New Zealand scientists are celebrating the bicentenary of Charles Darwin's birth – even though he described New Zealand as "not a pleasant place".
Charles Darwin, founder of the theory of evolution, was born 200 years ago today. Events around the world this year celebrate not only the bicentenary of Darwin’s birth but 150 years since the publication of his seminal work On the Origin of Species by Means of Natural Selection.
As told in Lloyd Spencer Davis’s 2007 book Looking for Darwin, the English naturalist was born in Shrewsbury, Shropshire, in 1809, the son of a doctor and grandson of two members of the Lunar Society – Erasmus Darwin on his father’s side and Josiah Wedgwood on his mother’s. Darwin first studied medicine at Edinburgh, then switched to Cambridge to study for the Anglican clergy. Natural history was his passion, however, and in 1831 he joined Captain Robert FitzRoy as a self-funded naturalist on the HMS Beagle’s five-year voyage around the world. While FitzRoy – later Governor of New Zealand from1843-45 – concentrated on mapping and surveying, Darwin spent much of his time on land, investigating the geology, plants and animals of South America, the Galapagos Islands and other islands in the Atlantic and Pacific Oceans.
Darwin waited two decades after the voyage to publish his findings in On the Origin of Species, in which he proposed the evolution of one species to another through a series of minor incremental changes acted on by a process of natural selection. While commonly referred to as the “theory of evolution”, Darwinian evolution has since been endorsed by 150 years of scientific evidence.
So, thanks Charles Darwin, and happy birthday! To celebrate a year that’s being called Darwin 200, Shropshire Tourism has set up a website where you can upload a photo of yourself (or, even better, a friend or colleague) and watch your face “devolve” into our ancestor Australopithecus afarensis, which lived in East Africa between 3.9 and 2.9 million years ago.
You can also send a birthday message to Darwin. At last check there were only two messages from New Zealand, but considering what Darwin wrote about this country in his journal, that’s not surprising.
Darwin didn’t like New Zealand. When he visited the Bay of Islands in 1835, he had few good things to say about the country and as he sailed for Sydney described New Zealand as “not a pleasant place”. Despite what is now considered to be extraordinary flora and fauna – like the flightless kakapo and giant carnivorous land snails, creatures that naturalist George Gibbs has called the “outlandish freaks” of the natural world – Darwin took little notice of New Zealand’s plants and animals. Apart from a few comments about the ferns, he was mostly impressed by the plums and potatoes in the missionaries’ gardens. (For another take on Darwin’s visit to New Zealand, see Waimate, Dave Armstrong’s award-winning entry into the fiction category of the Royal Society-sponsored Manhire Prize, published in the Listener in January this year.)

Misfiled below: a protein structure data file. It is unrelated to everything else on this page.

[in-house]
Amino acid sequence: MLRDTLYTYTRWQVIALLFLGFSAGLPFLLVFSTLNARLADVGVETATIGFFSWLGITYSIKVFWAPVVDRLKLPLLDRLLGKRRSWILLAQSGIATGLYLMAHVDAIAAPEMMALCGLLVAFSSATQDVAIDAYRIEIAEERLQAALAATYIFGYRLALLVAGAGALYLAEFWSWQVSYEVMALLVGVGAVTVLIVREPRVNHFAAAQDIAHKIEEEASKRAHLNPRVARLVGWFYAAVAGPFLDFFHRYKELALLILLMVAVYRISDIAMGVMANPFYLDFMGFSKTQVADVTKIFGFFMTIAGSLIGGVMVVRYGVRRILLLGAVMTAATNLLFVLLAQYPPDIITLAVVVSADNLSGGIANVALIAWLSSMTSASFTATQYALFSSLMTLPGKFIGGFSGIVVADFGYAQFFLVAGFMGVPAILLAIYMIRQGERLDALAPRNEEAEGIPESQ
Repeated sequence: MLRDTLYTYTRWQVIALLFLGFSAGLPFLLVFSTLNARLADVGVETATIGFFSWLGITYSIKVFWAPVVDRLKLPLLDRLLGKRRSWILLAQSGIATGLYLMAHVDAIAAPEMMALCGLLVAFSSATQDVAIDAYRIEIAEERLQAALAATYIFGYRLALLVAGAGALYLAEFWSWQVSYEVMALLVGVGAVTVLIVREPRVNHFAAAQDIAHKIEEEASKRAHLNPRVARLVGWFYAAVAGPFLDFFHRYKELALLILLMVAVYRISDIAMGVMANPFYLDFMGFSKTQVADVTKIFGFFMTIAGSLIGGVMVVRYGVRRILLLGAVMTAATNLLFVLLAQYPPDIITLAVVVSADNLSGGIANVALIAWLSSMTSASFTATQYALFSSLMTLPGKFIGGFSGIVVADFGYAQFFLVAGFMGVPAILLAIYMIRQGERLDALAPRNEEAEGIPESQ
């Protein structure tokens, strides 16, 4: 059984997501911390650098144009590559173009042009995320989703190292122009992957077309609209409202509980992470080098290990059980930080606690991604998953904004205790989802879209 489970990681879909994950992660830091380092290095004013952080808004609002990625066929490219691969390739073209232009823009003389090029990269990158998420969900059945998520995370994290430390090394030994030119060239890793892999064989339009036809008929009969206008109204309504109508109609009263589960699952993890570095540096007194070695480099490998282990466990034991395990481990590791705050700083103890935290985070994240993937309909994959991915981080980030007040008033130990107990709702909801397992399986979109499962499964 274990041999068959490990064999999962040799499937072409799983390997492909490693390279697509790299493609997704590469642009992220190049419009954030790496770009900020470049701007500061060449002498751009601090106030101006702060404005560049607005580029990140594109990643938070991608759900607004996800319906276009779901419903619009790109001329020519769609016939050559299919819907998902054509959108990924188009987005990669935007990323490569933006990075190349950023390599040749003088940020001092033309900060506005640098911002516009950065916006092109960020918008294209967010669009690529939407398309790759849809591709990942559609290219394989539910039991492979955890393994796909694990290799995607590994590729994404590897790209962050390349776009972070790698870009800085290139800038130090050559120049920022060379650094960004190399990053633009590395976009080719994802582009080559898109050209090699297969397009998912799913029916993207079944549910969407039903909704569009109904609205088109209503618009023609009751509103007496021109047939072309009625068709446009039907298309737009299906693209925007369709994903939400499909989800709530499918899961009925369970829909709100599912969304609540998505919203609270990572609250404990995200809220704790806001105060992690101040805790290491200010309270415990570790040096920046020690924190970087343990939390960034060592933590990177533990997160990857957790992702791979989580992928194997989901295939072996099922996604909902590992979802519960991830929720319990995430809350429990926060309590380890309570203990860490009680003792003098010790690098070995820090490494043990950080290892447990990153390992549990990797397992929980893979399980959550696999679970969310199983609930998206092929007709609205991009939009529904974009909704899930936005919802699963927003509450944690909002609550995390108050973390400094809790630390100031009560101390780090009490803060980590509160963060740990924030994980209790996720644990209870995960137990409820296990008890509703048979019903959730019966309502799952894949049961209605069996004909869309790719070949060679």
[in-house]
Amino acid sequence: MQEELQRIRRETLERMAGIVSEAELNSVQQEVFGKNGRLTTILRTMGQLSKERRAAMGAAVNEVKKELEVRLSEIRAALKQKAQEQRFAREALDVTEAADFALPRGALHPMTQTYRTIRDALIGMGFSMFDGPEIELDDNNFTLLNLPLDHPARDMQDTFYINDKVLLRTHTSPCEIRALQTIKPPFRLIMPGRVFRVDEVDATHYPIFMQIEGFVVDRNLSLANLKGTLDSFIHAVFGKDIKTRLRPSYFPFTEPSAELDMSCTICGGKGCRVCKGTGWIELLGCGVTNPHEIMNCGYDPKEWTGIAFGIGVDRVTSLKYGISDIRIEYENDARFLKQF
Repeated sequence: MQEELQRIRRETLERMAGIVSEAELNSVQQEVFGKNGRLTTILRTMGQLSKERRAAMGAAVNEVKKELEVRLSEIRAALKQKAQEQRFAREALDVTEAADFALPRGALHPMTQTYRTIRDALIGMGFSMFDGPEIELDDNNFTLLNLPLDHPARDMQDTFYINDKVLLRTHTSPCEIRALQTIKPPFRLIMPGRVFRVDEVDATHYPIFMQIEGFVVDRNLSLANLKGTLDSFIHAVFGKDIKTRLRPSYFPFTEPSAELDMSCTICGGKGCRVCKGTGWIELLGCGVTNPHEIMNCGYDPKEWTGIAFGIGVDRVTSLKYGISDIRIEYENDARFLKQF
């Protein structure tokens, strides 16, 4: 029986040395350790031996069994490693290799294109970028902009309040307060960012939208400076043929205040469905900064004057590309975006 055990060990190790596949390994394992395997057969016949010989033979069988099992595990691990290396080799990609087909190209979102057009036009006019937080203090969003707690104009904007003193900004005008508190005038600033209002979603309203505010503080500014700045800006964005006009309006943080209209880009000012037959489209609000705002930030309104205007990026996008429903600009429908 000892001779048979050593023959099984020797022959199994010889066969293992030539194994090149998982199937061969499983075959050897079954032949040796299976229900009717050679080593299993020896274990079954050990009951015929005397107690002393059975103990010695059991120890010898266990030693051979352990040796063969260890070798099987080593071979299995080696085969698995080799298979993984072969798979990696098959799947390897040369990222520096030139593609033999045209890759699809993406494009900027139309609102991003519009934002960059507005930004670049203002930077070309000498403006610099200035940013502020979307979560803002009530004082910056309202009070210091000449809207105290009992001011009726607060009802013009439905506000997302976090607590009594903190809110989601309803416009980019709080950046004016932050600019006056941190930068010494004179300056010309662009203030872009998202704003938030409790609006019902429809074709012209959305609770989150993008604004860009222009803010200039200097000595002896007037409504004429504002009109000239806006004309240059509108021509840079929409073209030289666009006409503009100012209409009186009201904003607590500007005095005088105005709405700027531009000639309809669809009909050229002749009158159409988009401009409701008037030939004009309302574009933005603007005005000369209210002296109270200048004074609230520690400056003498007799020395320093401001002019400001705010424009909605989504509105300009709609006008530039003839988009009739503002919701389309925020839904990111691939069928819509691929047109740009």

Still, Darwin’s grumpy comments won’t stop us celebrating the bicentenary of his birth. As well as today's free public symposium at the University of Auckland, the BioEd2009 conference kicks off in Christchurch today, one of six international Darwin 200 symposia. Fittingly, it is sponsored by the Allan Wilson Centre for Molecular Ecology and Evolution. Wilson, a New Zealand-born and educated evolutionary biologist, used molecular evidence to advance Darwin’s theories.
Rowan Taylor, Wilson's biographer, says that while working in the United States in the 1960s and 70s, Wilson "used genes and proteins to independently test evolutionary ideas which, up until then, had been based on comparing the anatomies of different species. In so doing, he proved beyond all shadow of a doubt, that Darwin had been correct to think that all species are related and had evolved from common ancestors. He also confirmed Darwin’s theory that humans and chimpanzees are closely related and had evolved relatively recently from a common ape ancestor in Africa.”
Some aspects of Wilson’s work were extremely controversial, particularly his determination that humans and apes shared a common ancestor only five million years ago, a lot more recently that the 20 million years indicated by the fossil record and endorsed by anthropologists. Taylor says that while Wilson's work was seen as a challenge by the Darwinian old guard in the 1970s, the current generation of Darwinians sees it as having enriched and advanced Darwin's original view of life. “It is almost certain that Darwin himself would have approved,” he says.
For some other views on Darwin and his influence check out last year’s Radio New Zealand Darwin Lectures or, if you’re in Christchurch, get along to Collapsing Creation, a new play looking at “the journey Darwin took to overcome his conscience, his fear and his collapsing body to fulfil his ambition and change science, thought and ultimately the world”. It opens today at the James Hay Theatre and will tour major centres later this year.